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# 136-O, D'Costa v. Cinnamon Woods Homes Association (June 10, 1993) (Savage, Fox, Sullivan)

The homeowner (HO) complained that his homeowner association (HOA) had improperly denied his request for an exception to a rule prohibiting the construction of split-rail fences.

The evidence at the hearing showed that when the HO bought his home, the lot included a split-rail fence constructed by the previous owner, apparently without permission from the HOA.  The HOA notified the HO that his fence was a violation of the rules and the HO then filed a request for an exception.  The HOA reviewed the request and denied it, but took no further action against him.  The HO then filed a complaint with the Commission.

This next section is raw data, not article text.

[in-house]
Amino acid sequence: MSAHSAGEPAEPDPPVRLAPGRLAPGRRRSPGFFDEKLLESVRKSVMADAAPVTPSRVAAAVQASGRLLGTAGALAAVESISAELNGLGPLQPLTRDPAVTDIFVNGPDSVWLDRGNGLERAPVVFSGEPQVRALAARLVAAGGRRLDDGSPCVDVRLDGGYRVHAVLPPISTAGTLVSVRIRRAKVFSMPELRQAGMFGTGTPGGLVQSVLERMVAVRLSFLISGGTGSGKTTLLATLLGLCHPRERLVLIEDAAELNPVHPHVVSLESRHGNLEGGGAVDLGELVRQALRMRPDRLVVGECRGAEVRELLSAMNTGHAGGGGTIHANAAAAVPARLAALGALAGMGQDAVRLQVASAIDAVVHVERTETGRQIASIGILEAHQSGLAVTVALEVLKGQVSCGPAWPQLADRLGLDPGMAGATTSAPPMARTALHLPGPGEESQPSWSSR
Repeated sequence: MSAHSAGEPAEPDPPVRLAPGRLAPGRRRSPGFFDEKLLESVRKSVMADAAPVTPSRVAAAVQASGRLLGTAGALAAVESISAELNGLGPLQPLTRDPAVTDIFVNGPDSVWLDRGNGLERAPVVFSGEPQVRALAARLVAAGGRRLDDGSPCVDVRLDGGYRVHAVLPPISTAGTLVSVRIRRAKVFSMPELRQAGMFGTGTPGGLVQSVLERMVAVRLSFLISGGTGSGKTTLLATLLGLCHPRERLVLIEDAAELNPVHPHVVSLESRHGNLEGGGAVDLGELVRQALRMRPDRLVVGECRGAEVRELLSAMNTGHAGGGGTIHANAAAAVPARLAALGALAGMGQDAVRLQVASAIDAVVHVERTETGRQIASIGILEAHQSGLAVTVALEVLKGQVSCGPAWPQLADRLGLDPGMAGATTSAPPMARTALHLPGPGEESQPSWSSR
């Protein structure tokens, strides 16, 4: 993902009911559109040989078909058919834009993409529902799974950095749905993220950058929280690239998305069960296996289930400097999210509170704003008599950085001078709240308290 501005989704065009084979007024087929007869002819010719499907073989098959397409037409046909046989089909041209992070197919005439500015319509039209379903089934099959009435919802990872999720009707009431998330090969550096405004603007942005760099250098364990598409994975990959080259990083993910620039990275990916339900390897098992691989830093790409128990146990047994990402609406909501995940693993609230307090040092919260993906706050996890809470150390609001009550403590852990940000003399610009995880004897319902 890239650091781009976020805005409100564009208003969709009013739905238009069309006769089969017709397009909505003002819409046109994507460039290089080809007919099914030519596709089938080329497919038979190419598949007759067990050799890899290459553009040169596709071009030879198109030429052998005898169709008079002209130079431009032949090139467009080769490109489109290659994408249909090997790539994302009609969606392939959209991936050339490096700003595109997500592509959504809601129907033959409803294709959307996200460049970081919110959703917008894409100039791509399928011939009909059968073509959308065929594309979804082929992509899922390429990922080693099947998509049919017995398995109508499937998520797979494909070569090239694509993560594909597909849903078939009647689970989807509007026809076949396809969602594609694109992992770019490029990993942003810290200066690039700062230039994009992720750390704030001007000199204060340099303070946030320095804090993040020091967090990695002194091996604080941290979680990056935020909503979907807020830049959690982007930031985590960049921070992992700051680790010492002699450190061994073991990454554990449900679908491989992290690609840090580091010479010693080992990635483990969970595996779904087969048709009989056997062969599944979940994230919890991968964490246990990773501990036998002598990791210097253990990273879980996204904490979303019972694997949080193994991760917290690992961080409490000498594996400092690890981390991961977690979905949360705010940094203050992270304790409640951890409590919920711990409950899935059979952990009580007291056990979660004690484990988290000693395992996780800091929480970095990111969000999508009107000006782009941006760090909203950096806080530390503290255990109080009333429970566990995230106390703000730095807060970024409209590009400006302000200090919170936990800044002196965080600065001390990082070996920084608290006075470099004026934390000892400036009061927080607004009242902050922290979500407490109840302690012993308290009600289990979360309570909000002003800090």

The hearing panel ruled that the complaint was premature and must be denied without prejudice.  Since the HOA had not taken final action against the HO, including following its procedures for notice of violation and the right to a hearing before the HOA board of directors, all remedies and procedures had not yet been exhausted. [Editor's note: Section 10B-9(b) of the Montgomery County Code states that a party cannot file a dispute with the Commission "until the party makes a good faith attempt to exhaust all procedures and remedies provided in the association documents."]  The panel held that "[t]he complaining party must demonstrate that he/she has been injured due to action taken or failure to act by the Respondent Association, in order for the dispute to be a matter properly reviewed and decided by this Commission."  [Editor's note:  Section 10B-8(3) requires that there be a "dispute" between the parties.]